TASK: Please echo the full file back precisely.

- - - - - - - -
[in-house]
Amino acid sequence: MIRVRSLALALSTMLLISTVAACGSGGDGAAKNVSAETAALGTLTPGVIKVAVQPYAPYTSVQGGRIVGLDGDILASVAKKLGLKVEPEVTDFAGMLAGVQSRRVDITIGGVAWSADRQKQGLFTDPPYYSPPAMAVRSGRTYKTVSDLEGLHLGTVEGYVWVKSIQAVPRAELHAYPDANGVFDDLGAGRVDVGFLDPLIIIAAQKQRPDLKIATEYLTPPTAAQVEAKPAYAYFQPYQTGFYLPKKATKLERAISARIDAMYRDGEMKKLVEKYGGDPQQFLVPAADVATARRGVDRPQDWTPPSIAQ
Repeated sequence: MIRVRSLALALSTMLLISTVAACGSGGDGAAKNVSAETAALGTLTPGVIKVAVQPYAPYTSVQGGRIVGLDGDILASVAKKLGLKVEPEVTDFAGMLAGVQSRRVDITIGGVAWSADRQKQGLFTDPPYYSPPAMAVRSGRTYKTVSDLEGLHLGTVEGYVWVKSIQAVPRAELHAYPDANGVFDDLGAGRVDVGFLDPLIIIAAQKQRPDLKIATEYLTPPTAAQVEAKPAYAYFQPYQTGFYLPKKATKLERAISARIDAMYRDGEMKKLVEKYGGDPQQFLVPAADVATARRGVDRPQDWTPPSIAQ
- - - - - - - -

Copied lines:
[in-house]
Amino acid sequence: MIRVRSLALALSTMLLISTVAACGSGGDGAAKNVSAETAALGTLTPGVIKVAVQPYAPYTSVQGGRIVGLDGDILASVAKKLGLKVEPEVTDFAGMLAGVQSRRVDITIGGVAWSADRQKQGLFTDPPYYSPPAMAVRSGRTYKTVSDLEGLHLGTVEGYVWVKSIQAVPRAELHAYPDANGVFDDLGAGRVDVGFLDPLIIIAAQKQRPDLKIATEYLTPPTAAQVEAKPAYAYFQPYQTGFYLPKKATKLERAISARIDAMYRDGEMKKLVEKYGGDPQQFLVPAADVATARRGVDRPQDWTPPSIAQ
Repeated sequence: MIRVRSLALALSTMLLISTVAACGSGGDGAAKNVSAETAALGTLTPGVIKVAVQPYAPYTSVQGGRIVGLDGDILASVAKKLGLKVEPEVTDFAGMLAGVQSRRVDITIGGVAWSADRQKQGLFTDPPYYSPPAMAVRSGRTYKTVSDLEGLHLGTVEGYVWVKSIQAVPRAELHAYPDANGVFDDLGAGRVDVGFLDPLIIIAAQKQRPDLKIATEYLTPPTAAQVEAKPAYAYFQPYQTGFYLPKKATKLERAISARIDAMYRDGEMKKLVEKYGGDPQQFLVPAADVATARRGVDRPQDWTPPSIAQ